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4 Ways Batman: Mask of the Phantasm is Basically a Christopher Nolan Movie

Spoiler Alert: Plot points from several Christopher Nolan's movies are revealed in this blog entry.

Did you know one of the best Batman films from the '90s was ignored the general public? (Hold on, let me finish.) Produced by WB Animation, Batman: Mask of the Phantasm (1993) was released to critical praise, yet failed to generate box office revenue due to limited marketing. Since then the film has found success in home-video releases and is known to fans as a classic in Batman canon. In 2005, Christopher Nolan directed Batman Begins which received universal praise and two excellent sequels. Fans of MotP rallied for Nolan to make a Dark Knight film based on the animated feature but when the trilogy finished in 2012 hopes for a live-action Phantasm movie faded too. So while the director may never do a Phantasm-based film, here are a few reasons why the original is practically a Christopher Nolan piece.

Slow down there, fanboy.

Use of Noir

Throughout Nolan's career many of his films have relied on classic noir tropes to build suspense. Following (1998) is the story of a guy who gets a thrill out of stalking other people and is pulled into the criminal world. In Memento (2000) the protagonist is a man with amnesia searching for the person who aided in the murder of his wife. And in Inception (2010) the hero takes on “one last job” before he retires from the field.


Batman: MotP shows the World's Greatest Detective at his finest. Hunting down the Phantasm, a baddie who Gotham keeps mistaking for the Dark Knight himself, Batman must discover the identity of Phantasm and stop him from killing. This film relies on Batman's deduction skills to solve the case, which was something Nolan's DK hardly touched on. Sure, Bruce analyzed a bullet hole to get a thumb print for some reason, but that doesn't count. A Phantasm movie would give Nolan the chance to stretch his noir fingers on a characteristic often associated with Bats.

Non-linear Storytelling

A common critique of Nolan's films is that he does not like to tell a story straight. Whether its in Memento (two different parts of the same story, one told forward and the other backward), The Prestige (flashbacks on top of flashbacks), or Inception (dreams on dreams on dreams), Nolan's ability to present a cohesive plot out of order is common in his films.

This may come as a shock, but that dark hair means this is a “young” Alfred.

In MotP flashbacks are used to tell the origin of Batman and how Bruce almost gave up the Batsuit before he ever wears it. When the mystery of the Phantasm is revealed, these flashbacks add emotional depth to the climax and in turn the audience ends up sympathizing with the villain.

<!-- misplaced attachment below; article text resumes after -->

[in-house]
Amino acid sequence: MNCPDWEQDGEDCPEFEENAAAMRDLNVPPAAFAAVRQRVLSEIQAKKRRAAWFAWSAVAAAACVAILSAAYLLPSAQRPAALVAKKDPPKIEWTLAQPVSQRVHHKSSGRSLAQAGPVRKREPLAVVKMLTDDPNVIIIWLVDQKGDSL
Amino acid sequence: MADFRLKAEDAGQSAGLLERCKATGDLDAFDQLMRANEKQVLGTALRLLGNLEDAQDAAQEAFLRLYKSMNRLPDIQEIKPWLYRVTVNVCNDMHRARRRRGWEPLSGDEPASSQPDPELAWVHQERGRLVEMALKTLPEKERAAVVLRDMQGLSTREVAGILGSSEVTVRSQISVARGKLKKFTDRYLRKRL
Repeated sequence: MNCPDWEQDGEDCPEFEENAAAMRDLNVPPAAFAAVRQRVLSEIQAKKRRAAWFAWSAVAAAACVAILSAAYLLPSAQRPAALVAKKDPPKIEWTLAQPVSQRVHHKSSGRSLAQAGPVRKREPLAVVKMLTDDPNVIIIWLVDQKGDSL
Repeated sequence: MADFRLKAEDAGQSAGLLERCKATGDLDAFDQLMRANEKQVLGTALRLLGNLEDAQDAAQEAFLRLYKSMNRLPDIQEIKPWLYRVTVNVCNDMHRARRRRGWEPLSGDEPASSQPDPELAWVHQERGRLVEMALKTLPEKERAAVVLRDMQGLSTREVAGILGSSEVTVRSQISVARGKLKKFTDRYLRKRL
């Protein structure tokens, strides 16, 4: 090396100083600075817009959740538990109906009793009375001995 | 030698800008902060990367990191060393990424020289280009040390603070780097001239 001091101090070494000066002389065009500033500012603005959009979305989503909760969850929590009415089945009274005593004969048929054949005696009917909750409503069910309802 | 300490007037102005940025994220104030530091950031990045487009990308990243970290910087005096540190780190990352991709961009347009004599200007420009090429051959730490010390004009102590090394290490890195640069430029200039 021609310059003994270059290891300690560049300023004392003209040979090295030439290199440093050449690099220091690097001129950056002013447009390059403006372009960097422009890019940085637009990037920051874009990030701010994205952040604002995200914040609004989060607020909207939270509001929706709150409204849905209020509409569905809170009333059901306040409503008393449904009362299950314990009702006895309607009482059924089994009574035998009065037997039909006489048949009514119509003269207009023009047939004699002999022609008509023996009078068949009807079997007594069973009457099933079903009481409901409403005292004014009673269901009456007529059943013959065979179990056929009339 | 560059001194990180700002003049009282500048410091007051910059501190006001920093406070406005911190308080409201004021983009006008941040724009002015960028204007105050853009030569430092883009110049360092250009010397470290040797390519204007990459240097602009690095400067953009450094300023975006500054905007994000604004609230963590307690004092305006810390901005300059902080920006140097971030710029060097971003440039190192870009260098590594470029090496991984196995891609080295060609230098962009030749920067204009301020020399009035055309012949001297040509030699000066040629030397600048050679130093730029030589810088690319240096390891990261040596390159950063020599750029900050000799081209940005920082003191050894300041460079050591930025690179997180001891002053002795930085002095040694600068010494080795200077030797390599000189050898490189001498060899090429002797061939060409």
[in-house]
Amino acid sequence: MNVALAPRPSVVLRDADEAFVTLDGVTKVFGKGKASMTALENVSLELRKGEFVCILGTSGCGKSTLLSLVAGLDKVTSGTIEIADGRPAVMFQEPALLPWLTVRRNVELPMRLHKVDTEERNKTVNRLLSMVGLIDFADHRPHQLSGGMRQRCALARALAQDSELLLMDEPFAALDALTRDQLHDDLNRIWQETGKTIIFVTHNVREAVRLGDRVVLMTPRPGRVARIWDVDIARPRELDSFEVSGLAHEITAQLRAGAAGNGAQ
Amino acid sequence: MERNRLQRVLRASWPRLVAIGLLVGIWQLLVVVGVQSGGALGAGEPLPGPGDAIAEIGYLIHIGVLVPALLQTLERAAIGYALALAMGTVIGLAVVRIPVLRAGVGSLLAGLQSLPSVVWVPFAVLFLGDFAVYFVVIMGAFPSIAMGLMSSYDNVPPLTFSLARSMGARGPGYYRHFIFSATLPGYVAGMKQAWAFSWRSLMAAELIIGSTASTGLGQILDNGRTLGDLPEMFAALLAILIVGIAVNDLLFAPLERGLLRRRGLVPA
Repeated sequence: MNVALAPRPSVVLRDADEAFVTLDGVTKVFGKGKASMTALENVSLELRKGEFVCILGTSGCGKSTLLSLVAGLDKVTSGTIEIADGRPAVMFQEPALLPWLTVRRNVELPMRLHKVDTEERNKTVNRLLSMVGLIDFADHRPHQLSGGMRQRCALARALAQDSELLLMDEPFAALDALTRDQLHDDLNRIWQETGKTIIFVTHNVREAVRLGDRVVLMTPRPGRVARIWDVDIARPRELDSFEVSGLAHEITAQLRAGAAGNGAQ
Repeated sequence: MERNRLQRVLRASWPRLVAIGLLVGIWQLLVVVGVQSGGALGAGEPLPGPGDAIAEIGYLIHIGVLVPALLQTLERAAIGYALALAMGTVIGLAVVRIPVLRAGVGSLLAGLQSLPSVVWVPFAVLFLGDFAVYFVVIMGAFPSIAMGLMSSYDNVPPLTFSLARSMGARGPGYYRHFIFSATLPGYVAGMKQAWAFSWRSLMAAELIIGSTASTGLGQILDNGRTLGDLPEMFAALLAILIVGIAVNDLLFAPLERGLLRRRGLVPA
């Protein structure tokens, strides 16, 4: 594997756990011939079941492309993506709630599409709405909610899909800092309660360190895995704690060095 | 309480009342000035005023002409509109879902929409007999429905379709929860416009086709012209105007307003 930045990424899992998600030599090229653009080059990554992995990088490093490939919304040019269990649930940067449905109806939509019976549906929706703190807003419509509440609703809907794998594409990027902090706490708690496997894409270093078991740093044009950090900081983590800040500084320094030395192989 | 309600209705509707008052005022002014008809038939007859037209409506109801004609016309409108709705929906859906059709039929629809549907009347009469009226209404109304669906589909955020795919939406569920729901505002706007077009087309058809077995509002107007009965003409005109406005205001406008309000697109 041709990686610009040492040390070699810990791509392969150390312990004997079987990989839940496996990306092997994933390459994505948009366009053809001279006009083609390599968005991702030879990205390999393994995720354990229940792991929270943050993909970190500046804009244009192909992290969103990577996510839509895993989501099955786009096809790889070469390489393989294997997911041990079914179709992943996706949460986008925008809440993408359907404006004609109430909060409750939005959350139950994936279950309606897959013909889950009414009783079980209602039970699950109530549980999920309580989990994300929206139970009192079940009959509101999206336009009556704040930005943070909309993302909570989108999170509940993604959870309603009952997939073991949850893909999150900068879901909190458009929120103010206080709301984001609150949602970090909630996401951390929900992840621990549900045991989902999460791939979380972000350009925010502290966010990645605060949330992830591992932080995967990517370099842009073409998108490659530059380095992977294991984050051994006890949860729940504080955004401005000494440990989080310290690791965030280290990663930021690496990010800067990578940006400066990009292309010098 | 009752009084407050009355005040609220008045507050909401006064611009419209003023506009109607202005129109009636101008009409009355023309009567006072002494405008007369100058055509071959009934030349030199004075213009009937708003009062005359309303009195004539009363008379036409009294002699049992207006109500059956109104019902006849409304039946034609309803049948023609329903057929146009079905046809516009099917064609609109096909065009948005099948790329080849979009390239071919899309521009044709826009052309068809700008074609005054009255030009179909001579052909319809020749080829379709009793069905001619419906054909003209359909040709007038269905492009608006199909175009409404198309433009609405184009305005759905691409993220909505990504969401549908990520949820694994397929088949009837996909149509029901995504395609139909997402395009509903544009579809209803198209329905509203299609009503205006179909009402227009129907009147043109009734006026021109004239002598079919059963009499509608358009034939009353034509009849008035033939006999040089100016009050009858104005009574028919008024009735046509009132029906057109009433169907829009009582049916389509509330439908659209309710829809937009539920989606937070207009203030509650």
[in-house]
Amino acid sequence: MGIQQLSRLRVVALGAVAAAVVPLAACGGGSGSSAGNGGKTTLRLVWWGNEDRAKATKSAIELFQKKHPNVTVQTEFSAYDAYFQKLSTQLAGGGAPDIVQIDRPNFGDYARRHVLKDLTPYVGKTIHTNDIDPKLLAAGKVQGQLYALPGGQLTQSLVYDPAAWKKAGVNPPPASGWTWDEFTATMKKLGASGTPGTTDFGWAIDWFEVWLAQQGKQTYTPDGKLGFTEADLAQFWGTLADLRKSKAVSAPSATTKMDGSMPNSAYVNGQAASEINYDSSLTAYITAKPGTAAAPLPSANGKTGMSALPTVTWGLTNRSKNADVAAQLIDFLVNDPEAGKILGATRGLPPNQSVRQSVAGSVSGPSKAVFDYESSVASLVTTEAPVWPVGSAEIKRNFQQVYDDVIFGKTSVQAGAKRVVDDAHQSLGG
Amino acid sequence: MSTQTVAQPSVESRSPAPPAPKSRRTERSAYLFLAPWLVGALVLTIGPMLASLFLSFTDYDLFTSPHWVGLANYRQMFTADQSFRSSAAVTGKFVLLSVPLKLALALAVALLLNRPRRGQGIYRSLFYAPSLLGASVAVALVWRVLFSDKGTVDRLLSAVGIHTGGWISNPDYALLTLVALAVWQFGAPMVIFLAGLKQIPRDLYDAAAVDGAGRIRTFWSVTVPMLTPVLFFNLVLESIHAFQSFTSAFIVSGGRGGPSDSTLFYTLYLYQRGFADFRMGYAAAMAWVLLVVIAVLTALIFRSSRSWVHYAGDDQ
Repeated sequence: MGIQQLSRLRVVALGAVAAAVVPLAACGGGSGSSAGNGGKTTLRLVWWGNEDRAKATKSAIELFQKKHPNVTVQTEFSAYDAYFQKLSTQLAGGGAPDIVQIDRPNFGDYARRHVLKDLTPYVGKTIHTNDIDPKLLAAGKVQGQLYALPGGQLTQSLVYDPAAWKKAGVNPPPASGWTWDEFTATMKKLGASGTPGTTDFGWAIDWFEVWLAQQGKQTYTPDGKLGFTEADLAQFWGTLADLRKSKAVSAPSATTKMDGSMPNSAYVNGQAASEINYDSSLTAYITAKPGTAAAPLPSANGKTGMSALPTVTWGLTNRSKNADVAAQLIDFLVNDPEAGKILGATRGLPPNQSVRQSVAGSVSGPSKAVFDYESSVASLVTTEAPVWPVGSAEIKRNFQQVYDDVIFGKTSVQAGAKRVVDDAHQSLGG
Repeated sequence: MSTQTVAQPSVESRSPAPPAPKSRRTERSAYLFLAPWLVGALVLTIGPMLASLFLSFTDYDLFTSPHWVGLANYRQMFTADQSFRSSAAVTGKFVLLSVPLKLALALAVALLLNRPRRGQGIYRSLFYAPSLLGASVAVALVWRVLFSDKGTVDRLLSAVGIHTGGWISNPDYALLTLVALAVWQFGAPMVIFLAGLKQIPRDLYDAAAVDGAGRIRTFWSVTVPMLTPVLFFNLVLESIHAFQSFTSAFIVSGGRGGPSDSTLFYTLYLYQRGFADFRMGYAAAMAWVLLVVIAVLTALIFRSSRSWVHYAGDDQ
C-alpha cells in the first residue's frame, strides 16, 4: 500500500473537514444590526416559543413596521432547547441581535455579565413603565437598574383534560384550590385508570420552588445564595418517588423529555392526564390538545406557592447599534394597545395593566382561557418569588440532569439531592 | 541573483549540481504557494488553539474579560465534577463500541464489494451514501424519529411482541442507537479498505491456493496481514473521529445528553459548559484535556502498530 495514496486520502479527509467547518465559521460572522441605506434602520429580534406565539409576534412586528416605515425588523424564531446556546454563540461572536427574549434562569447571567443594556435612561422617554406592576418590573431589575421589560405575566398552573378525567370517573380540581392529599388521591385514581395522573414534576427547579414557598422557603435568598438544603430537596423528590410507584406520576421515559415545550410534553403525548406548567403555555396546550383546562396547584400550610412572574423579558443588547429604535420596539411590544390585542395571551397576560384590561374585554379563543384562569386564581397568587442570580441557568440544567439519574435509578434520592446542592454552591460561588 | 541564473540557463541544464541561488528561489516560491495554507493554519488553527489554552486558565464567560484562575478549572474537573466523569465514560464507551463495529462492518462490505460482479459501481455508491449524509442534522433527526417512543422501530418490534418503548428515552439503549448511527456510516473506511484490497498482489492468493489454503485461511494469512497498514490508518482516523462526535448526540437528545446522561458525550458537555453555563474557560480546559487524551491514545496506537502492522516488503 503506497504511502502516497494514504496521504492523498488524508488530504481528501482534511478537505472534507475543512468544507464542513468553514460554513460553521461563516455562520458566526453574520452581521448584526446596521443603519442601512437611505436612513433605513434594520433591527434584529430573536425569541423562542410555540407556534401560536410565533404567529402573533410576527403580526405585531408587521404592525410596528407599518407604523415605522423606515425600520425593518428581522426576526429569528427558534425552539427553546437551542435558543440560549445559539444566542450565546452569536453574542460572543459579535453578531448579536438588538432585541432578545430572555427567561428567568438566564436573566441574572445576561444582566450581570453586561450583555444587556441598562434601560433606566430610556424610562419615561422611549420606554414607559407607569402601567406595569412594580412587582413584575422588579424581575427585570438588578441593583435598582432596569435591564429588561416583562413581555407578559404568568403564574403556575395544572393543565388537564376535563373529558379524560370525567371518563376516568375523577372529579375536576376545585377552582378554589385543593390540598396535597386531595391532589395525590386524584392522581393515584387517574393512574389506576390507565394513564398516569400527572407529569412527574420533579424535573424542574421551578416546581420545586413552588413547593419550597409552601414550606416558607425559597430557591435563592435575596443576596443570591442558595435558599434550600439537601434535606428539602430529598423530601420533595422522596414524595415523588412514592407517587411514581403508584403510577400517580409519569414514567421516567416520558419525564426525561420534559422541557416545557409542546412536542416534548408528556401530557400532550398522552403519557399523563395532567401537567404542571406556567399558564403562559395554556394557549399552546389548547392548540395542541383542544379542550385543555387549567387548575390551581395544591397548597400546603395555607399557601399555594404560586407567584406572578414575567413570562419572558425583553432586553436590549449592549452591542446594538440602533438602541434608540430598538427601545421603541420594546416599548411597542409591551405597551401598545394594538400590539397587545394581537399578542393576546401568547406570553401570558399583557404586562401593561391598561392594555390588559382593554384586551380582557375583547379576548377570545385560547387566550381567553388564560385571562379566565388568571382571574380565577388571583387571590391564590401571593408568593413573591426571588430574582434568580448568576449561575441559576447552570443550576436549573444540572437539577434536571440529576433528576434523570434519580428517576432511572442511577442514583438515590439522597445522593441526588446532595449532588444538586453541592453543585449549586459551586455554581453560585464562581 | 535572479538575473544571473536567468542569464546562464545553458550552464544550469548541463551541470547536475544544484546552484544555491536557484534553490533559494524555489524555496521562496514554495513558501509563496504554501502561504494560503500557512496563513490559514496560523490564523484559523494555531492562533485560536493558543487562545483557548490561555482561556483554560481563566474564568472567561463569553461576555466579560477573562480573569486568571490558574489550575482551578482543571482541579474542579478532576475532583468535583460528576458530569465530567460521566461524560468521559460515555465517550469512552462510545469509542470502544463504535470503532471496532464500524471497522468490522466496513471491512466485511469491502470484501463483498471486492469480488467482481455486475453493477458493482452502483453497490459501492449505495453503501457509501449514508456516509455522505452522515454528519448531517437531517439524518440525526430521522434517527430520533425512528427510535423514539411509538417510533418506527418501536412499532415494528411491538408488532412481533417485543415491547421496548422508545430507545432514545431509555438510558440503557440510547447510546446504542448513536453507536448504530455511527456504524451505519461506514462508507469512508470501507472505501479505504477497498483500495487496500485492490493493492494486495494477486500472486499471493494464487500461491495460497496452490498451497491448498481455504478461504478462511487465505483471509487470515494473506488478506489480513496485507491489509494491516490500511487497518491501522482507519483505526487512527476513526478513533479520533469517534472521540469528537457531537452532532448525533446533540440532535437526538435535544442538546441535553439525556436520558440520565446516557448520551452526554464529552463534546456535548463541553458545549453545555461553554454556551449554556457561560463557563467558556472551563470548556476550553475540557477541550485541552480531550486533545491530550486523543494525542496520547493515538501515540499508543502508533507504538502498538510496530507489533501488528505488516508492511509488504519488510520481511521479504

Duality and Identity

A lot of Nolan's films have a protagonist and its antagonist share similar desires but go about them in different ways. The Prestige (2006) tells is about two rival magicians and their attempts to out-stage each other to become the best in their craft. The ending to Memento asks audiences if Leonard is a hero or a monster. In Insomnia (2002), Detective Dormer accidentally murders his partner while chasing after a suspect.

To be or not to be... Batman.

Duality and what vengeance means has been a common theme in the Batman lore and brings his own vigilantism into question. In MotP the origins and beliefs held by Batman and the Phantasm are similar but display two different outcomes to their means. The Dark Knight (2008) features The Joker, an anarchist who perceives himself to be the yang to Batman's yin.


Several of Nolan's movies use the parent and child dynamic to further the plot or to show connection between characters. In The Prestige a mysterious man uses Borden's daughter as a hostage in exchange for secrets. Mal's children are his motivation to do one more job in Inception. And in Interstellar (2014) the special relationship between Coop and his daughter solves the answer to humanity's salvation and explains the mystery of the force that contacts them at the beginning of the film (Surprise! That force was “love”).

Ooh, wicked burn.

True, the death of Bruce's parents has always been a basic motivation for becoming The Batman. In MotP they're used as a sounding board for Bruce to monologue his feelings about Andrea. Also the audience learns at the beginning of the film that Andrea's mother is dead. So naturally Bruce and Andrea fall in love at their parents' cemetery. Dead parents are kind of Batman's thing. 

So while a Phantasm movie directed by Nolan would have been great, the original is already so close to his style you could think he used the cartoon as a source of inspiration for his own trilogy. If you're interested in seeing how Batman: Mask of the Phantasm is essentially a cartoon Christopher Nolan film, Hollywood Blvd is holding a special screening on Saturday, April 11th. Visit www.hollywoodblvdcinema.com for more information.


Private comment posted on August 28, 2016 at 12:54:25 am


March 25, 2015
This was a good read,"dead parents are kind of batman's thing" lol. They should definitely do a movie showing more of batman's detective skills, and its incredible to see an animated movie made 20 years ago that have so many similar styles of Christopher Nolan.


March 25, 2015
Nanananana Batman!

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